"We claim nothing new or the idea of our business," said Mr Ward, "except that we made it larger. Our success is due to the fact that we hung on through the period necessary to establish the business on a paying basis. There is no profit on the first order brought in by our advertising and wasn’t five years ago. There were no profits during our first year and we didn’t dare draw anything out the first six months. By the second year though we got our volume of business up to a point where it paid and carried the advertising. Before that the advertising was a heavy expense. It would take three years to establish such a business now conditions have grown so much harder. "
"In what respect?"
"Well the direct returns of mail order advertising are small and in order to build up a big mail trade it is necessary to establish lasting relations with people and sell them staples. Many advertisers imagine the mail order trade is a traffic in the novelties they see advertised in mail order papers It was once on a time. Now however novelties are employed only to create interest and bring an inquiry and I doubt their value even for that. When a man comes in here with a novelty to sell we freeze up right away. The things that everybody uses every day that's the foundation of the large mail order house. It takes time to get through the period of inquiries and profitless orders. When repeat orders begin to come the business is on a paying basis Inquiries cost more nowadays than they did a few years ago. There is greater competition.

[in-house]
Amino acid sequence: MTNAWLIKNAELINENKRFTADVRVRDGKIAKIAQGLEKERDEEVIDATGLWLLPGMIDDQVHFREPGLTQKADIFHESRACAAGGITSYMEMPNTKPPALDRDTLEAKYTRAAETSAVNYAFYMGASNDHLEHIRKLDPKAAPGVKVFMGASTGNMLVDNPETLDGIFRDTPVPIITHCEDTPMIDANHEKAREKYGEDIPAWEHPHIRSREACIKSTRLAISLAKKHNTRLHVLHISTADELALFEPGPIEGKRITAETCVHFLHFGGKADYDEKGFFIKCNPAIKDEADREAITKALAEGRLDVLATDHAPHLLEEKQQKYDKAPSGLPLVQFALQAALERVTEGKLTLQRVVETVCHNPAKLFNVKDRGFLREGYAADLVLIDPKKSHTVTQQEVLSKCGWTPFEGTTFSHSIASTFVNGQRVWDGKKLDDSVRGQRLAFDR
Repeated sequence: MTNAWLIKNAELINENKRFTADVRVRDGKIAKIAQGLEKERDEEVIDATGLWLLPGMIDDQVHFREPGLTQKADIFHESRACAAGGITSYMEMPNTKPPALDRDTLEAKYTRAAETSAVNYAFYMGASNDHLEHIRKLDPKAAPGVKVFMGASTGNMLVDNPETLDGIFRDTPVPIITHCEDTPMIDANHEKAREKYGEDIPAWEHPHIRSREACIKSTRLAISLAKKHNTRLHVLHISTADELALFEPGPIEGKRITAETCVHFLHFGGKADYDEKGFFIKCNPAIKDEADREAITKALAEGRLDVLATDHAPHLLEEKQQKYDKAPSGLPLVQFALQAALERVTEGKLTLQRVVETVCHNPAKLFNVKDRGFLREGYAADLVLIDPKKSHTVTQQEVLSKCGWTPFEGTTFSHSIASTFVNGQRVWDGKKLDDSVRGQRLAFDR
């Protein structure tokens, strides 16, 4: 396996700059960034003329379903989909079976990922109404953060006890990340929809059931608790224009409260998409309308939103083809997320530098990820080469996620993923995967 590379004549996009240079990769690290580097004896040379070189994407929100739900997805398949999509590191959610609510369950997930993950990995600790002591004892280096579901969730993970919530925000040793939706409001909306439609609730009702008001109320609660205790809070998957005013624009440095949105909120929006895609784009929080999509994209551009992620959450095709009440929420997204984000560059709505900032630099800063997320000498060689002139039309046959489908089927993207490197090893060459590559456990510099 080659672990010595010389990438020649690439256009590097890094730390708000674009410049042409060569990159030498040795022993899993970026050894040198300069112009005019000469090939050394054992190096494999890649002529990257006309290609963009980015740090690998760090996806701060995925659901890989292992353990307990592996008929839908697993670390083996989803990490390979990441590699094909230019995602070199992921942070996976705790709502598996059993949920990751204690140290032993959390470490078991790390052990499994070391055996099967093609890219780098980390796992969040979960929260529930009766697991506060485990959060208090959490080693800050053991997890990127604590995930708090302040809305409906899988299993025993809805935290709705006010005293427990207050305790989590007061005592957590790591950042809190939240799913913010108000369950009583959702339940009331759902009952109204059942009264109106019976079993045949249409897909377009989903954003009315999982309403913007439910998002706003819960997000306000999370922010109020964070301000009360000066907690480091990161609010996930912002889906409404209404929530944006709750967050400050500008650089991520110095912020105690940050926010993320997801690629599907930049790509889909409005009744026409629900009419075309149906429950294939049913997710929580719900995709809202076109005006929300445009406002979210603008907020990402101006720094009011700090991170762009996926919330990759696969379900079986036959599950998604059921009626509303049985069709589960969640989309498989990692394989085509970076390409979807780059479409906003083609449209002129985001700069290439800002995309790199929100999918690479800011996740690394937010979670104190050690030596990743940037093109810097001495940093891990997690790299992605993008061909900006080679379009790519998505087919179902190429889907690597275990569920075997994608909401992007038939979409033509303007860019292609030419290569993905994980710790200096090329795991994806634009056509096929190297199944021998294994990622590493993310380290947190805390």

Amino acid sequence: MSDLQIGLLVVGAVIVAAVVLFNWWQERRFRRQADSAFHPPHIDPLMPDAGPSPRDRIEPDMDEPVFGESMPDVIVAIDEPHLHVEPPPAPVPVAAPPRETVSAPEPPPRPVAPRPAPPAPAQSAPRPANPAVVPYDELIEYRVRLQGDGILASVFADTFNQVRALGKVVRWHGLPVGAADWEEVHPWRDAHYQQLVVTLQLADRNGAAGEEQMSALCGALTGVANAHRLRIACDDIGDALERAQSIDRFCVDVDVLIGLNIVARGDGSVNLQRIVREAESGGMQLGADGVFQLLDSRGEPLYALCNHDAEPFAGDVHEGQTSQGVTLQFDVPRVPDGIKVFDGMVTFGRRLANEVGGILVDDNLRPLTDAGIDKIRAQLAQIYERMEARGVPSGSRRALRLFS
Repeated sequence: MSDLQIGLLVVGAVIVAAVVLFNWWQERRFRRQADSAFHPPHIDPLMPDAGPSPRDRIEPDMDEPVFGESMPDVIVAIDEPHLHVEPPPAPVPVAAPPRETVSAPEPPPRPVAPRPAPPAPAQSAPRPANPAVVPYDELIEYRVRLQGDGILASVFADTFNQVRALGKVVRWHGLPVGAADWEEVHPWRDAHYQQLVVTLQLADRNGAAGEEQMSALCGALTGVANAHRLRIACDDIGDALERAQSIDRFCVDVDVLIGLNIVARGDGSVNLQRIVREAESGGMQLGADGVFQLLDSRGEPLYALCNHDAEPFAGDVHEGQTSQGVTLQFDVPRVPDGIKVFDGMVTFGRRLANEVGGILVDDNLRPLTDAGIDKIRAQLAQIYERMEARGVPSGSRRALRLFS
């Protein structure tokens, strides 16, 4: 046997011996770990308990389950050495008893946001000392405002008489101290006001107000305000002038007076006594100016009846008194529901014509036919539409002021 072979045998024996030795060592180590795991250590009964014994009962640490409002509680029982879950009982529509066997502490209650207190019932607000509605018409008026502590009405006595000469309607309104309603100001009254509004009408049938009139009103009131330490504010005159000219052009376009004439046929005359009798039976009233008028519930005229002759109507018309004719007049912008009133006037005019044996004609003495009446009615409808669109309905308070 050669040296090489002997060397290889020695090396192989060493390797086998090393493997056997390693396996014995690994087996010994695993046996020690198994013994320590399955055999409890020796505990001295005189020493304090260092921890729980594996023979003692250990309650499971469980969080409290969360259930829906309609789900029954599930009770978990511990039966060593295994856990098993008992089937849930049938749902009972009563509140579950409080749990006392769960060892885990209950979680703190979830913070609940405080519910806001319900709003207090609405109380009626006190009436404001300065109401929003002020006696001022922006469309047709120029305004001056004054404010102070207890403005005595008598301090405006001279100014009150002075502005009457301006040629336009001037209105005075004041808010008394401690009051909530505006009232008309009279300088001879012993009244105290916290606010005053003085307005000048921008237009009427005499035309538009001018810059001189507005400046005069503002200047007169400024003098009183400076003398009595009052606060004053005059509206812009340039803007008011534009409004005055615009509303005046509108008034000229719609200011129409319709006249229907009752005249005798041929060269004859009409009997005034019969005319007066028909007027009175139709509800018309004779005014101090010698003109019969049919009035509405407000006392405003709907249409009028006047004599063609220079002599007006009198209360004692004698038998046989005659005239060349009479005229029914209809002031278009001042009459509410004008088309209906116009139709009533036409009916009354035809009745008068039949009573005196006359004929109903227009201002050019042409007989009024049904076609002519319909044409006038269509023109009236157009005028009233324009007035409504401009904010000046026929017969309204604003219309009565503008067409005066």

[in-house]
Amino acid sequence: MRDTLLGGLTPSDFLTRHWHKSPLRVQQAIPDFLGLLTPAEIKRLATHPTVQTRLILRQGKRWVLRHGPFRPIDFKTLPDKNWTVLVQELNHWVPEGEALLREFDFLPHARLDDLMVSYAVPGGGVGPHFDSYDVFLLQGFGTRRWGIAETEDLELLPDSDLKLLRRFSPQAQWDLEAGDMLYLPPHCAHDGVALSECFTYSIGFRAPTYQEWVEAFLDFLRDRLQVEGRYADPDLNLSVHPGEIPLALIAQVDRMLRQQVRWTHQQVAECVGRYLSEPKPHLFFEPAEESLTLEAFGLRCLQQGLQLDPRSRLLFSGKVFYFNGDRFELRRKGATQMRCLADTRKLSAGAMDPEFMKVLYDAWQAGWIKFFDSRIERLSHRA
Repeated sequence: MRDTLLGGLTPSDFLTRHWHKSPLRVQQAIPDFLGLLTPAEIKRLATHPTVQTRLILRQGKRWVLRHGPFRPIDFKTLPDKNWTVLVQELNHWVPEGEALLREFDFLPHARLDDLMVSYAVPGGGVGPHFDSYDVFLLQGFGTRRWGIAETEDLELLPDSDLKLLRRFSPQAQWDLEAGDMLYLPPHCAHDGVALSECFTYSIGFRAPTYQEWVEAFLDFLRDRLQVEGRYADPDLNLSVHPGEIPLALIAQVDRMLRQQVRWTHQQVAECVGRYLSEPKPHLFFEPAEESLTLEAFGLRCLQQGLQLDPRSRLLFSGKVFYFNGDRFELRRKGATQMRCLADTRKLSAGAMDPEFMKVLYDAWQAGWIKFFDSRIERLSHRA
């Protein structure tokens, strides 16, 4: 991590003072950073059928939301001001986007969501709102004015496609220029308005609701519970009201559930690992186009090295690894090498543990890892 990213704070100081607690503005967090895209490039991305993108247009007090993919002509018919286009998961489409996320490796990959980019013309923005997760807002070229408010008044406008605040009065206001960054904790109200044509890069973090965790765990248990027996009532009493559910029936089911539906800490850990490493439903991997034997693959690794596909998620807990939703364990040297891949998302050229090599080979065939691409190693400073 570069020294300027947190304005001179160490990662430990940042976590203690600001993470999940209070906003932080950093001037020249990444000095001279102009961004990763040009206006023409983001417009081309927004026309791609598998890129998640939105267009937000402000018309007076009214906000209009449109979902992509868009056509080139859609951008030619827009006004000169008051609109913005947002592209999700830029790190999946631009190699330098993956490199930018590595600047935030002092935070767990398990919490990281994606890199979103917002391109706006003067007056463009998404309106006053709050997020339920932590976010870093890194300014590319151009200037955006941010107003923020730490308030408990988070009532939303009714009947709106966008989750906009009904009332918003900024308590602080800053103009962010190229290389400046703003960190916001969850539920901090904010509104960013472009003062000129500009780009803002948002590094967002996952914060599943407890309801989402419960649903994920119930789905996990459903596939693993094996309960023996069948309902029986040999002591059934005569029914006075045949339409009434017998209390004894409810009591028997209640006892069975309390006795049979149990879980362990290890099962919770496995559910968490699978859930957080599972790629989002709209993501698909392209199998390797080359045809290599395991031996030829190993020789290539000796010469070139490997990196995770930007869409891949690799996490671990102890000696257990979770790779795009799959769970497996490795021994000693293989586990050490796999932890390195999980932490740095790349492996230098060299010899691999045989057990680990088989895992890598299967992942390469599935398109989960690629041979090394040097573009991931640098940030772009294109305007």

"The first step in launching our firm was the writing of the first advertisement Here it is a single inch ad that ran in a small list of mail order papers. Now we use full page ads in a large list in preferred position on the outside cover when we can get it. Both Mr. Bullock and I had had experience with a house selling bicycles by mail and we thought that we knew how to go to work to advertise this proposition It seemed that good results could be secured in mediums outside the mail order papers magazines farm journals and so forth. We’ve tried them all only to come back to the mailorder journals as a permanent medium.
"What makes them so? Well they bring replies at the lowest cost. The publications like Comfort, the Ellis list, Vickery & Hill list, Sawyer list, Woman's Magazine, Lupton's papers, etc., have a monthly circulation of at least 10 000.000 copies. That means 50 000,000 readers. Now it seems inconsistent to say that none of the magazines reach this clientele more than half the people in the United States in paying quantities so far as our own proposition is concerned. Yet it is so. We’ve spent good money to find out. There must he a good deal of duplication in the circulation of the mail order papers but I figure that they have at least 10,000,000 readers with no duplication Many of these readers take magazines farm papers religious papers etc. Yet when they consider a mail order proposition they seem to turn to the mail order papers alone.